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Monday, November 19, 2007

ADHD and Future Academic Success

This NY Times article seems like a hopeful view of the possibilities for kids with ADD. From the article:

"Educators and psychologists have long feared that children entering school with behavior problems were doomed to fall behind in the upper grades. But two new studies suggest that those fears are exaggerated.

One concluded that kindergartners who are identified as troubled do as well academically as their peers in elementary school. The other found that children with attention deficit disorders suffer primarily from a delay in brain development, not from a deficit or flaw.

Experts say the findings of the two studies, being published today in separate journals, could change the way scientists, teachers and parents understand and manage children who are disruptive or emotionally withdrawn in the early years of school. The studies might even prompt a reassessment of the possible causes of disruptive behavior in some children."

One side note is that they found that math ability, at 5 or 6 not preschool, is tied to how well a child will do by 5th grade. This effect was found in boys and girls and well-off and poorer families. The take on that issue is that better math instruction in preschool would help. (But that brings up how many kids have preschool and of those who do, how many get math instruction?)

4 comments:

Anonymous said...

I found the article extremely puzzling. It seemed to me that many kinds of behavior, and many possible causes for the behaviors, were being inappropriately conflated. The two studies were about different subjects entirely, as far as I could tell -- why mix them up together?

I also thought I'd seen something about the cerebral cortex maturing at a slower rate for *gifted* children as well. Quoted on http://eideneurolearningblog.blogspot.com/2006/03/biology-of-late-bloomers-gifted-but.html: "the cortex in kids with the highest IQs — 121 to 149 — didn't reach maximum thickness until age 11. Children who were just slightly less bright reached that point at age 9, and those with average intelligence at around 6."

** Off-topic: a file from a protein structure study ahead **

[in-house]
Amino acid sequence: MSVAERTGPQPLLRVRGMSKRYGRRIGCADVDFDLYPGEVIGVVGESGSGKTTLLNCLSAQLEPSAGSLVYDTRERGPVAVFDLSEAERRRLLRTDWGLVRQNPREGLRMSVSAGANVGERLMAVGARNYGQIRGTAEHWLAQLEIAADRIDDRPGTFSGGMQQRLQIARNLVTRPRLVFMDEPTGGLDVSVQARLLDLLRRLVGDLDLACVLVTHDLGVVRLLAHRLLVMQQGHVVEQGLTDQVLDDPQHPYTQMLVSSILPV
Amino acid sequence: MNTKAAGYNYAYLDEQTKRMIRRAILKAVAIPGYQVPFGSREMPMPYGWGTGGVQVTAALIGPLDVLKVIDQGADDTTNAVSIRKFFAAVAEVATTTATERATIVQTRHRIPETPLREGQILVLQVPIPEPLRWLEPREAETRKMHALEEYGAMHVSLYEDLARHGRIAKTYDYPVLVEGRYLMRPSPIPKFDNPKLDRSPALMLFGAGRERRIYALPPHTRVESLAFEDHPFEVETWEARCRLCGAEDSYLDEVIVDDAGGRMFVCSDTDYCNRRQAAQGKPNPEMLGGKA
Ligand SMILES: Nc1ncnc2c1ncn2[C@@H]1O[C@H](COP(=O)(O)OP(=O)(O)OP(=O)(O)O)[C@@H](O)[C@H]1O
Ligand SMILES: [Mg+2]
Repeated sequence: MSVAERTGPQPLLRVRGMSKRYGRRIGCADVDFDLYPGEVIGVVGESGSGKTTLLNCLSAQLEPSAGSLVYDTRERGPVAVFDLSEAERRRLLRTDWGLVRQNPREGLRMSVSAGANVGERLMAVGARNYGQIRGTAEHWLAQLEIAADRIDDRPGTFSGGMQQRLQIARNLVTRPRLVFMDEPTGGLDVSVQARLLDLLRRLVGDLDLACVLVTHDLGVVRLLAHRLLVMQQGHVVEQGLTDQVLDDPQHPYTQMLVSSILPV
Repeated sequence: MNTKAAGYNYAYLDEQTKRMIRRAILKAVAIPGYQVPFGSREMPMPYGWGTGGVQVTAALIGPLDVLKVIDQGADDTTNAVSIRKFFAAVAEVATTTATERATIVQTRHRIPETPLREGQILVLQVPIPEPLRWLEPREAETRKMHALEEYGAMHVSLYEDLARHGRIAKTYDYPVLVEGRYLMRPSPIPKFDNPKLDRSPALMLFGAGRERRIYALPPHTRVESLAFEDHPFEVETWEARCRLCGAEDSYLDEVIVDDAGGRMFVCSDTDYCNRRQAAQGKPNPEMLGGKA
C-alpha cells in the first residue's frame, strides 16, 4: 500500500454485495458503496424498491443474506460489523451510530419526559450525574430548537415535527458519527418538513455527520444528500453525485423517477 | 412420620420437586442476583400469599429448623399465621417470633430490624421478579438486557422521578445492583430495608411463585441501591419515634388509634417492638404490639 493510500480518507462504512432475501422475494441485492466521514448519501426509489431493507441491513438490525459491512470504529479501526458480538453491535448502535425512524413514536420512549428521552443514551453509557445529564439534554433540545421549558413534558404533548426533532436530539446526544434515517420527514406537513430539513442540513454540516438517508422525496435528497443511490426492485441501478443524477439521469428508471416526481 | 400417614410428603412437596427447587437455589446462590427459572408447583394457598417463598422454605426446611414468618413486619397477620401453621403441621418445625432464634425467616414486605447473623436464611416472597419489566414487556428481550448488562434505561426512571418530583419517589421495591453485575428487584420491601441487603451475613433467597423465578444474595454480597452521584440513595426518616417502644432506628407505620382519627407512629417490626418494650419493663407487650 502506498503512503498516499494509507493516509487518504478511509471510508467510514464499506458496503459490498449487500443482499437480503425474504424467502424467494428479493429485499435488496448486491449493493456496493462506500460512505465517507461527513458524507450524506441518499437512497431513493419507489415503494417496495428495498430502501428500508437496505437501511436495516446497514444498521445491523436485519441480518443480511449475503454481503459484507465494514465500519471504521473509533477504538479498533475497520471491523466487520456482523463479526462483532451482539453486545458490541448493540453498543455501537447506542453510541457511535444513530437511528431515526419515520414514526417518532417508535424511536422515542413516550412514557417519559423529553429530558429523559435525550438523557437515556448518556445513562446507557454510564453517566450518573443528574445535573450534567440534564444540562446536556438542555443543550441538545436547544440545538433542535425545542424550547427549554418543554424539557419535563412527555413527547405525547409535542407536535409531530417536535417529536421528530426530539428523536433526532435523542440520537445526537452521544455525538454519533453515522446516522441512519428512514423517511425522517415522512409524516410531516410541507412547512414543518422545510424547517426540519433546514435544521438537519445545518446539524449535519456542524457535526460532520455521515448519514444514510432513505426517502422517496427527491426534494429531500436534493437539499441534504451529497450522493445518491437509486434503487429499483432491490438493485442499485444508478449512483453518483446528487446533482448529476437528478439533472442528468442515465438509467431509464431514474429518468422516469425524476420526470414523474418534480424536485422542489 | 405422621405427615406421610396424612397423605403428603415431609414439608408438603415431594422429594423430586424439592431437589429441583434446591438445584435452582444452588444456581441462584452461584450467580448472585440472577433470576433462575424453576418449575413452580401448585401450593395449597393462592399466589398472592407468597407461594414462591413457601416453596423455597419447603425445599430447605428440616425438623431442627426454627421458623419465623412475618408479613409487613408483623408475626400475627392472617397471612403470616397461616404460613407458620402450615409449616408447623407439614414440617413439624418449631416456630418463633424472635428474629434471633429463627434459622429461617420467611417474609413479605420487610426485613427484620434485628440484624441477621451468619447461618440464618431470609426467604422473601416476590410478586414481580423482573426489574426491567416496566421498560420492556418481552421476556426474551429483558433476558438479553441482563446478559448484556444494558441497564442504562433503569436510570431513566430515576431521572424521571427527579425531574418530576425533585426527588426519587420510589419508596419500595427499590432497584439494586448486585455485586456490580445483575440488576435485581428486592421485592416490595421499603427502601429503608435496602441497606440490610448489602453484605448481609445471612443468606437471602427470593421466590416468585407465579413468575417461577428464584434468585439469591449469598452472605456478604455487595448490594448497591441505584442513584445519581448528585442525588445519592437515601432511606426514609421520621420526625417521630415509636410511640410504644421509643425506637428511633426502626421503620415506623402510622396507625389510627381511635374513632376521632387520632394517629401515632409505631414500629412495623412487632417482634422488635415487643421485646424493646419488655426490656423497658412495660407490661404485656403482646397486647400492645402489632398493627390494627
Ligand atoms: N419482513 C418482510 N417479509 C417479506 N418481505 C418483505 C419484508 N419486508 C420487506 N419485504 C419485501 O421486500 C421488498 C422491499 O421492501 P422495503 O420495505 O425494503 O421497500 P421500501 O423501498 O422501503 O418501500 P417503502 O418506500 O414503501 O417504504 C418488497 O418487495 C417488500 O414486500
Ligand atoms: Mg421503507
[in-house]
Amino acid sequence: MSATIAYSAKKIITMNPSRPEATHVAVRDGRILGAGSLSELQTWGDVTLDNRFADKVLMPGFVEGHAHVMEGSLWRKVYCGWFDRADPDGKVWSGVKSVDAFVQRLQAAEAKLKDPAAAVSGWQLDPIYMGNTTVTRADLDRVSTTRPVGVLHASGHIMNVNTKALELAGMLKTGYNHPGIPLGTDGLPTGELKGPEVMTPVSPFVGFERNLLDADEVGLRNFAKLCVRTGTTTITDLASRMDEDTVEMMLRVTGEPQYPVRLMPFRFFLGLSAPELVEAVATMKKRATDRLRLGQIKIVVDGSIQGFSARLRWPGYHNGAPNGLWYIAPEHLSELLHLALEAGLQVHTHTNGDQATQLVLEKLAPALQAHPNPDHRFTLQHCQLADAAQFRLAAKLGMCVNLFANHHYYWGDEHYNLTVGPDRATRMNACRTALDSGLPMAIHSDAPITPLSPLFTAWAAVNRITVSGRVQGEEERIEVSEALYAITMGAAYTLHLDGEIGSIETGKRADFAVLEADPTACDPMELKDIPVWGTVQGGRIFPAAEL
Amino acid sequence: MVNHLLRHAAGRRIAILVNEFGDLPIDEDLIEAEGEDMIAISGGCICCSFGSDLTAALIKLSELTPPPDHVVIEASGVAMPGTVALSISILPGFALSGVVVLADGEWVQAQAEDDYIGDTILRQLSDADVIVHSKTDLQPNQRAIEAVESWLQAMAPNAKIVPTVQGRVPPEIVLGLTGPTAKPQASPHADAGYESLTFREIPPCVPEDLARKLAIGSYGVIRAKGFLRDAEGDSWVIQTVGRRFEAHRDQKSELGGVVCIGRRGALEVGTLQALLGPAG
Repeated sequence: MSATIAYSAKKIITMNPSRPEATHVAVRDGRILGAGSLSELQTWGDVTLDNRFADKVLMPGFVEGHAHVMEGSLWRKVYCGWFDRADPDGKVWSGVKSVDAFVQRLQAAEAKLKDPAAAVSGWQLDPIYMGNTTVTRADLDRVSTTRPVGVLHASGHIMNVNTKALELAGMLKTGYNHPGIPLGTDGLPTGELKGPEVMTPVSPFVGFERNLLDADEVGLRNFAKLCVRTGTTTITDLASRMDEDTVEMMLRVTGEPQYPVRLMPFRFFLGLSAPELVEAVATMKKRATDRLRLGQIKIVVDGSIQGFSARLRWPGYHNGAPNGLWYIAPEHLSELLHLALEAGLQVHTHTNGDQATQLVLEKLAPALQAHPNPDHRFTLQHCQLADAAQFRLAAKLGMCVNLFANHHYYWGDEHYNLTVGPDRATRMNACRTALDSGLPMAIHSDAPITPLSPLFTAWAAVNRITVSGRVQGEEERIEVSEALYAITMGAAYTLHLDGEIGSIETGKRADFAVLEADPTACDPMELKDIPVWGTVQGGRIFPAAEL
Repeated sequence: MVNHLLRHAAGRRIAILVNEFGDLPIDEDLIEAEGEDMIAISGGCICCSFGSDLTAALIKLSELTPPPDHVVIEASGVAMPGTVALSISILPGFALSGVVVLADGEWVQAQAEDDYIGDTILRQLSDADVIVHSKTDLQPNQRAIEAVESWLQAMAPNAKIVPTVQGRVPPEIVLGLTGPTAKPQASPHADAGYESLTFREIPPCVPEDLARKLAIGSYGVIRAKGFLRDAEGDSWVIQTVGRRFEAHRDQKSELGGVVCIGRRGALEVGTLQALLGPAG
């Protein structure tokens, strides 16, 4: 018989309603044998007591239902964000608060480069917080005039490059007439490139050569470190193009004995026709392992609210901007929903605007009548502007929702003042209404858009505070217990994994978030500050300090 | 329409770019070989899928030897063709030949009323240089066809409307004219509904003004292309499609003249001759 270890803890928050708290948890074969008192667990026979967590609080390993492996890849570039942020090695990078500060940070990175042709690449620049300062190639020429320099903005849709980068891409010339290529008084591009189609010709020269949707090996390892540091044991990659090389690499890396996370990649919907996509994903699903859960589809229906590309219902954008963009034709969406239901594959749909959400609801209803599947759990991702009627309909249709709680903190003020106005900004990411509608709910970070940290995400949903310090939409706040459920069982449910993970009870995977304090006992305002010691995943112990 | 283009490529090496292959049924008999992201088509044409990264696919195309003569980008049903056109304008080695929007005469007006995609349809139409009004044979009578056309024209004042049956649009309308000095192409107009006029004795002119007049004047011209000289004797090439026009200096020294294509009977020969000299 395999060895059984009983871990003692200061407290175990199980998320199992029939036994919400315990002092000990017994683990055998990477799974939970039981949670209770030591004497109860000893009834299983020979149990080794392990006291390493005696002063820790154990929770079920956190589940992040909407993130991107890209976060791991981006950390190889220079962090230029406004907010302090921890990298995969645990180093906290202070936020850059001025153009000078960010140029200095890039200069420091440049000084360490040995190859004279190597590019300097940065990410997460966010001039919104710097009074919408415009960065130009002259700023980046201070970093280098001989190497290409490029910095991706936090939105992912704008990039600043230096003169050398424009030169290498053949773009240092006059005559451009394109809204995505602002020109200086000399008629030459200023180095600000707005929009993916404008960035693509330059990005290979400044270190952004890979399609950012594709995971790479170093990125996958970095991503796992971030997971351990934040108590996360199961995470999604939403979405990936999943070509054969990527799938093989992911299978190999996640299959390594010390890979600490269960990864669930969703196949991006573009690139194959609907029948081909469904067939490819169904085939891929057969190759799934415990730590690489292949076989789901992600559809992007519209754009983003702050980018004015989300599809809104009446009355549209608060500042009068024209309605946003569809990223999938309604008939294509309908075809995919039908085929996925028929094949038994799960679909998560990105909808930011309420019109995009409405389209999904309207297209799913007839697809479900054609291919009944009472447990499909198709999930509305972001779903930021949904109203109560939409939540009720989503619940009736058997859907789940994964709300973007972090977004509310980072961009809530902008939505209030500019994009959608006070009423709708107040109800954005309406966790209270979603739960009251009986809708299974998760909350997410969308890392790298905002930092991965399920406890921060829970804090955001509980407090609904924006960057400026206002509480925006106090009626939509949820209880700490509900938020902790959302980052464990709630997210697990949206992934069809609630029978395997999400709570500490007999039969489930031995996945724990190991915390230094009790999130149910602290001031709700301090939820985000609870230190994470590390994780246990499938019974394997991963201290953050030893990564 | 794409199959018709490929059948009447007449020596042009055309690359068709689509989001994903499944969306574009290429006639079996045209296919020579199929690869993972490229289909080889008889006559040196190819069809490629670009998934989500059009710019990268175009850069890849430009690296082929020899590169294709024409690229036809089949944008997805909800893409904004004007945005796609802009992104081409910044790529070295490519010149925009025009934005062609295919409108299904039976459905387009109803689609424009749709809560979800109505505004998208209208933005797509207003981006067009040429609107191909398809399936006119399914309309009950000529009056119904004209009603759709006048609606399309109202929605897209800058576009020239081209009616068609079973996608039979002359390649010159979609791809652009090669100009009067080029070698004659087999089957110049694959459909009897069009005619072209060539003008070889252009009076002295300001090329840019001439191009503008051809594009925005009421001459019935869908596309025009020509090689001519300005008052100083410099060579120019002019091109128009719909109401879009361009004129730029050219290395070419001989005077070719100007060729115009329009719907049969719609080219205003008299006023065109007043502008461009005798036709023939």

Helen Schinske

Anonymous said...

The article says: "About 80 percent of those with attention problems were taking or had taken stimulant drugs, and the researchers did not know the effect of the medications on brain development."

Does anyone know if the study directly addressed the question of whether the delayed pruning of nuerons could have been DUE to the drugs 80% of the ADHD kids were taking?

Anonymous said...

I found a good answer to one of my questions:

http://www.sciencentral.com/articles/view.php3?type=article&article_id=218393021

"The researchers statistically matched the children in each group for factors like intelligence. In another earlier study [http://www.sciencentral.com/articles/view.php3?language=english&type=&article_id=218392819], they had found that children with very high IQs have a different rate of brain development. "It was important to make sure that the kids with ADHD had the same IQ as the healthy kids we were comparing them with, to make sure that the differences we find don't just reflect differences in intelligence, they're actually something to do with the disorder of ADHD," says Shaw."

So at least they did make some effort to control for that effect.

Helen Schinske

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